In 2014 Solvay Specialty Polymers contacted the City of Woodbury to sample the City’s wells for chemicals that Solvay had released for about 25 years into the environment. Solvay’s chemical plant is in West Deptford along the Delaware River, and its chemicals had already been detected in other nearby wells and in the River. The primary chemical Solvay released into the environment, Perfluorononanoic Acid (PFNA), was subsequently found in the City’s public Well 7 at the Red Bank Avenue filtration plant.

At that time the NJDEP and USEPA had not adopted a regulatory standard or Maximum Contaminant Level (MCL) for the concentration of PFNA in drinking water, however the City voluntarily stopped using Well 7.

In 2015 Solvay stopped testing the City’s wells, and the City then began quarterly analysis for PFNA. In 2016 based on increasing concentrations of PFNA in nearby public Well 8 at Red Bank Avenue, the City also restricted the use of Well 8 such that PFNA was not detectable in the City’s public water system.

The City now relies on its three other wells (Wells 1 and 2 at Sewell and Well 9 at Red Bank Avenue) and on its interconnection with New Jersey American Water Company that do not have detectable levels of PFNA.

The PFNA concentrations in Wells 7 and 8 have been persistent, and the City has consequently taken careful actions to correct the problem. The City has already analyzed, bench tested, designed, permitted, and recently awarded a construction contract for treatment to remove PFNA from Wells 7 and 8 to below detectable levels by adding granular activated carbon (GAC) treatment to the existing Red Bank water filtration plant. Construction of the GAC treatment plant is scheduled to be substantially completed before January 28, 2021. For multiple years, the City has been updating customers about both the PFNA conditions and the City’s corrective actions in the annual Water Quality Reports and at Council meetings.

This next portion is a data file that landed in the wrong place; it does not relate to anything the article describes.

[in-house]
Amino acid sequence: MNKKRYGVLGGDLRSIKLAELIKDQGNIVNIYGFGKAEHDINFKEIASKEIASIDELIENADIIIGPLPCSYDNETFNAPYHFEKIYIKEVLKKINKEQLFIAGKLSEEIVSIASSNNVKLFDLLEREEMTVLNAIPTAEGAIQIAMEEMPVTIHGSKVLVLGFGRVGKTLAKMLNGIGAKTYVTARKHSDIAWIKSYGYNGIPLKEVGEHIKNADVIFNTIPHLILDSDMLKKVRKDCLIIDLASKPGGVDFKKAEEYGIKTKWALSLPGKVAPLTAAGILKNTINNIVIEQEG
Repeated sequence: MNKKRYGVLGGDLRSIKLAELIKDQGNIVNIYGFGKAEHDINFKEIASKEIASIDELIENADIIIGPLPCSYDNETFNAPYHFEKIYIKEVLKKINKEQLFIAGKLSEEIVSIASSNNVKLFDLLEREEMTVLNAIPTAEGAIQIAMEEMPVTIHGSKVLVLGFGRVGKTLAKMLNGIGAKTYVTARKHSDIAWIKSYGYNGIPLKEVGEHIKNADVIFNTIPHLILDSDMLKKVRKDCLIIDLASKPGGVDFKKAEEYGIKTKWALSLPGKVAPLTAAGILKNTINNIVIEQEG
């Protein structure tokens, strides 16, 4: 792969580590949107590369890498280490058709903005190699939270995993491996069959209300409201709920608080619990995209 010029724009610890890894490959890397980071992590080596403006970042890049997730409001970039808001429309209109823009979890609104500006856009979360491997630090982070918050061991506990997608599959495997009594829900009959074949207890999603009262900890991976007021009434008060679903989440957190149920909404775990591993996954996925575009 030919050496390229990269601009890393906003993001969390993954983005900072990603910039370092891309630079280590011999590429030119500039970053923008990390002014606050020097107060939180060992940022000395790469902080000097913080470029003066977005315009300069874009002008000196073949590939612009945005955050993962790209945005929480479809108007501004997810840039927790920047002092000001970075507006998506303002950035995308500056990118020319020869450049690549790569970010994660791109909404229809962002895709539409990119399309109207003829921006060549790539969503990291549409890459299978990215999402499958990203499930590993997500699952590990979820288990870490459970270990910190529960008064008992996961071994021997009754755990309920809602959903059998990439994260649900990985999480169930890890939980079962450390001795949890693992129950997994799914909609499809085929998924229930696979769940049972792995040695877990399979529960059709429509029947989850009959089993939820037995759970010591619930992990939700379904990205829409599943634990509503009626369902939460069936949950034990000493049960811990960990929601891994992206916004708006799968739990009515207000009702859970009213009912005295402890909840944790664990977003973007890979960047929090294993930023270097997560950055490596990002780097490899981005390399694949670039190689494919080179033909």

Somewhat simultaneously, the NJDEP was developing a limit for PFNA, and after extensive evaluation and public comment, the NJDEP on September 4, 2018 adopted a final MCL for PFNA of 13 nanograms/liter (ng/L) or 13 parts per trillion (ppt). This amendment to the NJ Safe Drinking Water Act requires (among other things) that the City begin in the first quarter of 2020 to monitor and report PFNA concentrations to the NJDEP on a quarterly basis. If the average of any four quarterly results are greater than the MCL, the DEP will issue a Notice of Non-Compliance and a one-year clock for compliance begins.

As required, the City began the monitoring and reporting of PFNA in 2020, and not surprisingly, the first Running Annual Average (RAA) concentration of PFNA exceeded the MCL. The NJDEP therefore issued a Notice of Non-Compliance requiring that the City take corrective action to achieve compliance. As described above, the City has already taken significant steps toward corrective actions during prior years and well before such actions were required by the NJDEP. However, one new corrective action required after receiving the Notice of Non-Compliance is issuance of a Tier 2 Public Notification by the City to persons served by the water system. A copy of a DEP approved public notification is thus attached and has also been posted on the City’s website.

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If you have further questions you may call 856-845-1301 or email Richard Leidy at [email protected]



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